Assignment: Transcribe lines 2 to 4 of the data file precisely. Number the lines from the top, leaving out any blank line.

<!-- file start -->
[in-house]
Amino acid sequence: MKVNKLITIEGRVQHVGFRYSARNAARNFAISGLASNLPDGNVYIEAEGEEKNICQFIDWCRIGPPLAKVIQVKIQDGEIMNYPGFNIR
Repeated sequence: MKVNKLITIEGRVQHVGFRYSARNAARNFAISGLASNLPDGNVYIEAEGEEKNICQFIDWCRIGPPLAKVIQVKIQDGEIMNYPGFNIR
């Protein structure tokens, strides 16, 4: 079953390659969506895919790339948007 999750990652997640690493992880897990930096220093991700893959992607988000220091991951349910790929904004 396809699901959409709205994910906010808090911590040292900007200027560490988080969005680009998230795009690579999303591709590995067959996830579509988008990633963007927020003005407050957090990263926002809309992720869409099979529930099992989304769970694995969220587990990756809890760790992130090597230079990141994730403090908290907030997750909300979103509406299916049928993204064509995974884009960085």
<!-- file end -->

Amino acid sequence: MKVNKLITIEGRVQHVGFRYSARNAARNFAISGLASNLPDGNVYIEAEGEEKNICQFIDWCRIGPPLAKVIQVKIQDGEIMNYPGFNIR
Repeated sequence: MKVNKLITIEGRVQHVGFRYSARNAARNFAISGLASNLPDGNVYIEAEGEEKNICQFIDWCRIGPPLAKVIQVKIQDGEIMNYPGFNIR
């Protein structure tokens, strides 16, 4: 079953390659969506895919790339948007 999750990652997640690493992880897990930096220093991700893959992607988000220091991951349910790929904004 396809699901959409709205994910906010808090911590040292900007200027560490988080969005680009998230795009690579999303591709590995067959996830579509988008990633963007927020003005407050957090990263926002809309992720869409099979529930099992989304769970694995969220587990990756809890760790992130090597230079990141994730403090908290907030997750909300979103509406299916049928993204064509995974884009960085």